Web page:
As noted by Tim Buehner of the Baptist Convention of New England, “All the disaster relief efforts, all the work of the volunteers, gave the people of New England a picture of what Southern Baptists are about and what we are capable of providing in response to needs. In New England that is enormous.”
Buehner said New England’s weather began in an average fashion in 2011, but that was obliterated by back-to-back hurricanes during the summer.
“We were involved in responding to local flooding around Lake Champlain in the spring. We are used to spring flooding and usually handle those with our volunteers. Last year the flooding was heavy and the response had used most of our leadership and volunteers.
“Then Irene hit,” said Buehner, the convention’s assistant disaster relief director.
Following record flooding from the aftermath of Hurricane Irene, a destructive tornado struck Massachusetts. Next came Hurricane Lee and more flooding. It overwhelmed the volunteers and resources of the six-state convention.
Baptist disaster relief volunteer Julie McClure of Corbin, Ky., digs out flooring ruined by Hurricane Irene flooding in Northfield, Vt., last summer. Baptist workers in New England said the efforts of volunteers “changed the perception of people about Southern Baptists.”
“An EF-3 tornado (winds up to 165 mile per hour) in Massachusetts that travels for 38 miles is pretty dramatic for us. The year was record-breaking on every level for what we encountered,” Buehner said.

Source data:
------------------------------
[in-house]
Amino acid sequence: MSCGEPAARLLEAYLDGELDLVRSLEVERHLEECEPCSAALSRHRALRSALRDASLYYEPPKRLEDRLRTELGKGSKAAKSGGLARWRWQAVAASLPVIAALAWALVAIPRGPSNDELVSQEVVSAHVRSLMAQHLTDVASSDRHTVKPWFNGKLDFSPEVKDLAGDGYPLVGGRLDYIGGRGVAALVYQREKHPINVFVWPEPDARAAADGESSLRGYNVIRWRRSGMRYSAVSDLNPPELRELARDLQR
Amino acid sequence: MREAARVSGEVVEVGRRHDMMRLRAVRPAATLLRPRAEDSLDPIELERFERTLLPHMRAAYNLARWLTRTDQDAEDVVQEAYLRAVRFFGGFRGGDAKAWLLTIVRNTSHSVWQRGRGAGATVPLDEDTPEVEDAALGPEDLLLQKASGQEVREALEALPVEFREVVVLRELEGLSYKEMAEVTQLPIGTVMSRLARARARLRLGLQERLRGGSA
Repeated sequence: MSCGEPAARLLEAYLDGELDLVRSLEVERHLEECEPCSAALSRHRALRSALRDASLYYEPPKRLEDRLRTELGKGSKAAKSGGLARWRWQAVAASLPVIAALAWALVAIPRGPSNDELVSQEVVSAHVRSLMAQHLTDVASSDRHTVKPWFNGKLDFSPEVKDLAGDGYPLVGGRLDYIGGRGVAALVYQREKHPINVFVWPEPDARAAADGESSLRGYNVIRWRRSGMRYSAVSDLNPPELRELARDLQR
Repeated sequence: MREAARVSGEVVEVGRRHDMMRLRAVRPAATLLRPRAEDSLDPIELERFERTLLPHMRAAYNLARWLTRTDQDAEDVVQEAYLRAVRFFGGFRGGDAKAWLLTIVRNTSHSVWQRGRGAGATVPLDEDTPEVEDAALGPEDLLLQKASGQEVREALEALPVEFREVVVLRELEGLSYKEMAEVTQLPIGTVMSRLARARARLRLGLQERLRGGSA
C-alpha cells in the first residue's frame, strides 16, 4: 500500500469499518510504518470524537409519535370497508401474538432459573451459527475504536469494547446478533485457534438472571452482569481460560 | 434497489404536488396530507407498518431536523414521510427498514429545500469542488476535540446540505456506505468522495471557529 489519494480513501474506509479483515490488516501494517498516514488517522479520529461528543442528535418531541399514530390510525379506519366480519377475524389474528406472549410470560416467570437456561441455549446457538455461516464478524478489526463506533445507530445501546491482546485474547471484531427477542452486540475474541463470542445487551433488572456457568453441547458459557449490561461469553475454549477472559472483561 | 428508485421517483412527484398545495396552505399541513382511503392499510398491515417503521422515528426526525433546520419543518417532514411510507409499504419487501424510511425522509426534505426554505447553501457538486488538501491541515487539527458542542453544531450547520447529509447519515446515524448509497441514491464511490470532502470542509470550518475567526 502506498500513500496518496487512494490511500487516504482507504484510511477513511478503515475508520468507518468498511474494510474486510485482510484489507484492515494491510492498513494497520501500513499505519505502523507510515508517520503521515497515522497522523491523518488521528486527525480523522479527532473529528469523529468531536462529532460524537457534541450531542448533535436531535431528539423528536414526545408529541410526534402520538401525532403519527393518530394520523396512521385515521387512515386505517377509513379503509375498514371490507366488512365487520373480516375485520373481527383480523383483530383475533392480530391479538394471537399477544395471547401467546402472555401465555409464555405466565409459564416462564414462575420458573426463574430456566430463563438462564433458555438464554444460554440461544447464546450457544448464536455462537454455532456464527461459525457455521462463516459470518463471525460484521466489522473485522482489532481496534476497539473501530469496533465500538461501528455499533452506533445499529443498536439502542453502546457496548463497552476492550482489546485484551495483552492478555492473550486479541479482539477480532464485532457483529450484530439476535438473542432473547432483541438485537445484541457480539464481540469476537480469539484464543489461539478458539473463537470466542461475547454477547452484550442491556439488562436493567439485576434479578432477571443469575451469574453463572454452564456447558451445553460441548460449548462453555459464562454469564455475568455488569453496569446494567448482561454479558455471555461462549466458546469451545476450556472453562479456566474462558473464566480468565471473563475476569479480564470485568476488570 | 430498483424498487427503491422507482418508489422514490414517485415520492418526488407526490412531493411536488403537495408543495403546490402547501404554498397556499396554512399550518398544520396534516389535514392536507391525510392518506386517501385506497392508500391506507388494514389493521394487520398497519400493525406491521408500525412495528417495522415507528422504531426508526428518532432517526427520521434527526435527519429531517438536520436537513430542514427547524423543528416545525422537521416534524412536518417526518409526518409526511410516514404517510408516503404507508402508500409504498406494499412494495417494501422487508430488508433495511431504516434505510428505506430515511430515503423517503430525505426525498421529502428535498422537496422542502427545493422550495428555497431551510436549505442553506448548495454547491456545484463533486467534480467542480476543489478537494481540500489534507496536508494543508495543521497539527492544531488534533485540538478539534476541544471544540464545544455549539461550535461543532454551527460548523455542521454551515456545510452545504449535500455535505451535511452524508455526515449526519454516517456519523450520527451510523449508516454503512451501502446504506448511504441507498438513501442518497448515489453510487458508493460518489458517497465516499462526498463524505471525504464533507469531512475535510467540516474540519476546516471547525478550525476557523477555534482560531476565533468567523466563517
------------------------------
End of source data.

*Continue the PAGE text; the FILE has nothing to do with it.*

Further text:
“But through it all, I had to sit back and marvel at what God accomplished through trained incident commanders and volunteers. It was incredible.
“The responses went as well as they possibly could,” he noted. “They were extremely challenging but our leaders and volunteers did an excellent job.”
That praise extended to incident commanders and other volunteers who came from other states when New England issued a call for help, encompassing manpower from Canada, Kentucky, Louisiana, New York, North and South Carolina, Oklahoma, Pennsylvania, Texas, and Virginia.
“We can’t thank them enough,” Buehner said.
Buehner saw firsthand the importance of lending a listening ear as well as a wet-dry vac.
“I encountered one man who was scraping the floor of his badly flooded home. Everything his family had was in the home,” Buehner recounted. “They were planning to move in shortly before the floods hit. He was attempting to save his kitchen flooring and cabinets. Over the course of almost two hours I was able to help him understand that the only way the house could be restored was to strip it. Over that time he moved from despair to hope because I was able to spend time with him and share why we were there helping.”
Another victim was stranded when her driveway was washed out and she could not get off her property. “When we arrived she was panic-stricken,” Buehner said. “We were able to share the peace of God with her and calm her down. Eventually we were able to help restore her driveway and reconnected her with a church. She was so moved that we cared enough to show up and then knew how to help her.”
The responses, concentrated in the Montpelier and Bennington, Vt., areas, also uncovered improvements needed in the convention’s disaster relief readiness, Buehner said. The convention is addressing those through training and enhanced response capabilities. Buehner said new training models are being developed to help rapidly deploy trained volunteers and improve safety concerns in all areas of DR response. Beyond the logistics, it changed some minds.
“It changed the perception of people about Southern Baptists,” Buehner said. “Our reputation with the emergency management community, with town managers, it raised their perception of who we are and what we can do in response to disasters. It helped many of our church plants by allowing them to show their communities what their churches are about – loving people and serving people in the name of Christ. That has changed things here.”